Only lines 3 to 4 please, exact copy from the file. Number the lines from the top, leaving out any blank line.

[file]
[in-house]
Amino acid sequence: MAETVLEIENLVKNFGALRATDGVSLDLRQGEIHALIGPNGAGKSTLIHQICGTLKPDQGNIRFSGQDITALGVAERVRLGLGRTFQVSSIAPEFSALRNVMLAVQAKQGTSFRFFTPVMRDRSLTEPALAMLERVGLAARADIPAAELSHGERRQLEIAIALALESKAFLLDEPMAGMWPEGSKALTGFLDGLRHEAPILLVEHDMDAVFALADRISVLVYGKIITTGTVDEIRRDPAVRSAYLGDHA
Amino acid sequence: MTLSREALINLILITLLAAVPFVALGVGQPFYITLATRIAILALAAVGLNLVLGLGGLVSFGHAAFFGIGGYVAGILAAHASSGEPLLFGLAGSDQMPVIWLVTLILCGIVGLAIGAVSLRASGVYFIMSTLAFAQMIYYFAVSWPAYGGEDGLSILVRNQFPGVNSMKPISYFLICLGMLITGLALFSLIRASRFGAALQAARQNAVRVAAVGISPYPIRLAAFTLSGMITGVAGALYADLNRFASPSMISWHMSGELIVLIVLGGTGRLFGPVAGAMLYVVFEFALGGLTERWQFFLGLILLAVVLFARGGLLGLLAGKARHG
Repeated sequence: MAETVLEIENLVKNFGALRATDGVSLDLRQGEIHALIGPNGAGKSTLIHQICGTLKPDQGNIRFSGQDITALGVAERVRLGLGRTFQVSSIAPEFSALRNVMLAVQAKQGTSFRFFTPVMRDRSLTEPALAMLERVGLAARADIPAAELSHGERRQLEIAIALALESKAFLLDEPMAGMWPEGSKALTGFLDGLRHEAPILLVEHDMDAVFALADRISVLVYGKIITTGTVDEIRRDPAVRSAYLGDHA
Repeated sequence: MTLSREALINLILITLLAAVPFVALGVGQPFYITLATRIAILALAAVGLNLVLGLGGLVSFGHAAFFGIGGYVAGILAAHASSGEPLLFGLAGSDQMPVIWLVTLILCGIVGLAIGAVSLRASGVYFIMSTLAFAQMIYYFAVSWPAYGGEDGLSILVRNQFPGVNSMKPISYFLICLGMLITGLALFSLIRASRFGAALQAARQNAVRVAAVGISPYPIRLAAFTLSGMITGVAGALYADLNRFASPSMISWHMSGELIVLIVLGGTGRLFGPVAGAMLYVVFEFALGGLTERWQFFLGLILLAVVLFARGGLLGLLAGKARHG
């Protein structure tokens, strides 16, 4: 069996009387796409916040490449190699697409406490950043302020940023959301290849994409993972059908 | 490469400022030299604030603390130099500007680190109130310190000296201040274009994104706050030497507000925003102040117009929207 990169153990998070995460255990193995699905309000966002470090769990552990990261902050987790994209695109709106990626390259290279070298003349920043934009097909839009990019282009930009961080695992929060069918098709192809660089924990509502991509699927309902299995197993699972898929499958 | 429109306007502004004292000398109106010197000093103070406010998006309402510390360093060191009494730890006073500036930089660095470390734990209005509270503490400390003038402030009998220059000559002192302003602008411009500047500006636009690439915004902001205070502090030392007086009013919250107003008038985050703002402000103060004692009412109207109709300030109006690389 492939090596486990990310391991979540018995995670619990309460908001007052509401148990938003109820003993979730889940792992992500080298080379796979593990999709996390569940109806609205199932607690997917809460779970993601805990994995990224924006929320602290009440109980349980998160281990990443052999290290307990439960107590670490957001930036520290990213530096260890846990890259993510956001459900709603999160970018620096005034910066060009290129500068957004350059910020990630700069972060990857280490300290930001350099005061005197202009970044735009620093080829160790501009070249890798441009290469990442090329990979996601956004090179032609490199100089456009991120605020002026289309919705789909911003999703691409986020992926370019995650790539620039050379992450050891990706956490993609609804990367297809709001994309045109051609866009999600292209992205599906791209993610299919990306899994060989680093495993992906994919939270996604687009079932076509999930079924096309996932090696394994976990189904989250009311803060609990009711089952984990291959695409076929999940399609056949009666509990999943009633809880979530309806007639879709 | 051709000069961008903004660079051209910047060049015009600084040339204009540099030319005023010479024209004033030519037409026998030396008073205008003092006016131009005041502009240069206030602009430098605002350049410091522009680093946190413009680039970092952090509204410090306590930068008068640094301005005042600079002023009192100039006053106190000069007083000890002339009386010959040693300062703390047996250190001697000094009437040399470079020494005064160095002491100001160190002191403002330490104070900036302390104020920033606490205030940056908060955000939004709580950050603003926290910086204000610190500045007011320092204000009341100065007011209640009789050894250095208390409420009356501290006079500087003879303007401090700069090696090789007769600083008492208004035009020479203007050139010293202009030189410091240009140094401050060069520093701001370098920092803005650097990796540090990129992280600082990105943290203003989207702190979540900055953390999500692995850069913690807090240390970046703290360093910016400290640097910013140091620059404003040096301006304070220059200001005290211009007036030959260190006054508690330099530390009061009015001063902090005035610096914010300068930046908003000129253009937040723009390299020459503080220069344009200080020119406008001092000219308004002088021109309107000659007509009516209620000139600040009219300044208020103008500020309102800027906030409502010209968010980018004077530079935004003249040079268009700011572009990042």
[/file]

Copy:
Amino acid sequence: MTLSREALINLILITLLAAVPFVALGVGQPFYITLATRIAILALAAVGLNLVLGLGGLVSFGHAAFFGIGGYVAGILAAHASSGEPLLFGLAGSDQMPVIWLVTLILCGIVGLAIGAVSLRASGVYFIMSTLAFAQMIYYFAVSWPAYGGEDGLSILVRNQFPGVNSMKPISYFLICLGMLITGLALFSLIRASRFGAALQAARQNAVRVAAVGISPYPIRLAAFTLSGMITGVAGALYADLNRFASPSMISWHMSGELIVLIVLGGTGRLFGPVAGAMLYVVFEFALGGLTERWQFFLGLILLAVVLFARGGLLGLLAGKARHG
Repeated sequence: MAETVLEIENLVKNFGALRATDGVSLDLRQGEIHALIGPNGAGKSTLIHQICGTLKPDQGNIRFSGQDITALGVAERVRLGLGRTFQVSSIAPEFSALRNVMLAVQAKQGTSFRFFTPVMRDRSLTEPALAMLERVGLAARADIPAAELSHGERRQLEIAIALALESKAFLLDEPMAGMWPEGSKALTGFLDGLRHEAPILLVEHDMDAVFALADRISVLVYGKIITTGTVDEIRRDPAVRSAYLGDHA